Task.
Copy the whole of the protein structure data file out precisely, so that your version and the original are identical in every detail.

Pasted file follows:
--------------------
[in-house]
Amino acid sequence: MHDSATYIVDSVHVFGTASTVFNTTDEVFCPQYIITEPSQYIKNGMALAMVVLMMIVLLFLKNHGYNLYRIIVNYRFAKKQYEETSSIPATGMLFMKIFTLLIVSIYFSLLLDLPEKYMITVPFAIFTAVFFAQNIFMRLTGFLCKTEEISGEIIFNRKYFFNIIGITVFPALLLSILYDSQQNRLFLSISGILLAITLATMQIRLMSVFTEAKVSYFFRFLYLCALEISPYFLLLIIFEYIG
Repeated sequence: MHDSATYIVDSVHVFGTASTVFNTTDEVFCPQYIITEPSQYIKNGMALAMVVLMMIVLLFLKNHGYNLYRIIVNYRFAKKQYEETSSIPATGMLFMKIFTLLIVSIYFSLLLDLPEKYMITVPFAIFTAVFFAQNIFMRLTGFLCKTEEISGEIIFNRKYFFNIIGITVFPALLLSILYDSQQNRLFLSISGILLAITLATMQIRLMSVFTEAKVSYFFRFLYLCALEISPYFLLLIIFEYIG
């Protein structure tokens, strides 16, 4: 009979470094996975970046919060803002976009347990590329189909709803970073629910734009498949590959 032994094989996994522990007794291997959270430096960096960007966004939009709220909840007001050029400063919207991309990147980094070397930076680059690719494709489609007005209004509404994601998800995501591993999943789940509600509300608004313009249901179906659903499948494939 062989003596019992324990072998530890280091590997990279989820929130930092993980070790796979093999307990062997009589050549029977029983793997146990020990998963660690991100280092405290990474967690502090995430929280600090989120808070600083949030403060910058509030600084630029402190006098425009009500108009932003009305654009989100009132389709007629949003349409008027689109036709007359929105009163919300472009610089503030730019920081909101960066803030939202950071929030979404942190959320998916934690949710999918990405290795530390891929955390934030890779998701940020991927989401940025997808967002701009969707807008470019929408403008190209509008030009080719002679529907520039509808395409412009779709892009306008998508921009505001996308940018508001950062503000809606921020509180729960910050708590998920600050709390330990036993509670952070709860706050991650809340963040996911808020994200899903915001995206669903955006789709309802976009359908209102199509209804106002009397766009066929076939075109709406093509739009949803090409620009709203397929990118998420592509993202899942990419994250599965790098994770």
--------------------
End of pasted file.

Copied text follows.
[in-house]
Amino acid sequence: MHDSATYIVDSVHVFGTASTVFNTTDEVFCPQYIITEPSQYIKNGMALAMVVLMMIVLLFLKNHGYNLYRIIVNYRFAKKQYEETSSIPATGMLFMKIFTLLIVSIYFSLLLDLPEKYMITVPFAIFTAVFFAQNIFMRLTGFLCKTEEISGEIIFNRKYFFNIIGITVFPALLLSILYDSQQNRLFLSISGILLAITLATMQIRLMSVFTEAKVSYFFRFLYLCALEISPYFLLLIIFEYIG
Repeated sequence: MHDSATYIVDSVHVFGTASTVFNTTDEVFCPQYIITEPSQYIKNGMALAMVVLMMIVLLFLKNHGYNLYRIIVNYRFAKKQYEETSSIPATGMLFMKIFTLLIVSIYFSLLLDLPEKYMITVPFAIFTAVFFAQNIFMRLTGFLCKTEEISGEIIFNRKYFFNIIGITVFPALLLSILYDSQQNRLFLSISGILLAITLATMQIRLMSVFTEAKVSYFFRFLYLCALEISPYFLLLIIFEYIG
């Protein structure tokens, strides 16, 4: 009979470094996975970046919060803002976009347990590329189909709803970073629910734009498949590959 032994094989996994522990007794291997959270430096960096960007966004939009709220909840007001050029400063919207991309990147980094070397930076680059690719494709489609007005209004509404994601998800995501591993999943789940509600509300608004313009249901179906659903499948494939 062989003596019992324990072998530890280091590997990279989820929130930092993980070790796979093999307990062997009589050549029977029983793997146990020990998963660690991100280092405290990474967690502090995430929280600090989120808070600083949030403060910058509030600084630029402190006098425009009500108009932003009305654009989100009132389709007629949003349409008027689109036709007359929105009163919300472009610089503030730019920081909101960066803030939202950071929030979404942190959320998916934690949710999918990405290795530390891929955390934030890779998701940020991927989401940025997808967002701009969707807008470019929408403008190209509008030009080719002679529907520039509808395409412009779709892009306008998508921009505001996308940018508001950062503000809606921020509180729960910050708590998920600050709390330990036993509670952070709860706050991650809340963040996911808020994200899903915001995206669903955006789709309802976009359908209102199509209804106002009397766009066929076939075109709406093509739009949803090409620009709203397929990118998420592509993202899942990419994250599965790098994770």